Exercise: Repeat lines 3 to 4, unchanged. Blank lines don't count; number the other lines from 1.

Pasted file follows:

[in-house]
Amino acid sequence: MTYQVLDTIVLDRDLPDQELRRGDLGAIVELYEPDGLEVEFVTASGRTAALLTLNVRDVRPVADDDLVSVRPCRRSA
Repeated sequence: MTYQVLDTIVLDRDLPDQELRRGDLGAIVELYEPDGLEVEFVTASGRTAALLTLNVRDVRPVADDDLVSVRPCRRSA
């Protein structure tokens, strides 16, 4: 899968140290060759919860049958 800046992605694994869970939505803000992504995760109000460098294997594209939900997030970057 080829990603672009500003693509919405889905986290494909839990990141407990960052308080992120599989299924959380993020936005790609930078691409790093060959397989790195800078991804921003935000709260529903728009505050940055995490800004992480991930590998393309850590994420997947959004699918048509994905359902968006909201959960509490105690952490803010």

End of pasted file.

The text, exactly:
Repeated sequence: MTYQVLDTIVLDRDLPDQELRRGDLGAIVELYEPDGLEVEFVTASGRTAALLTLNVRDVRPVADDDLVSVRPCRRSA
């Protein structure tokens, strides 16, 4: 899968140290060759919860049958 800046992605694994869970939505803000992504995760109000460098294997594209939900997030970057 080829990603672009500003693509919405889905986290494909839990990141407990960052308080992120599989299924959380993020936005790609930078691409790093060959397989790195800078991804921003935000709260529903728009505050940055995490800004992480991930590998393309850590994420997947959004699918048509994905359902968006909201959960509490105690952490803010």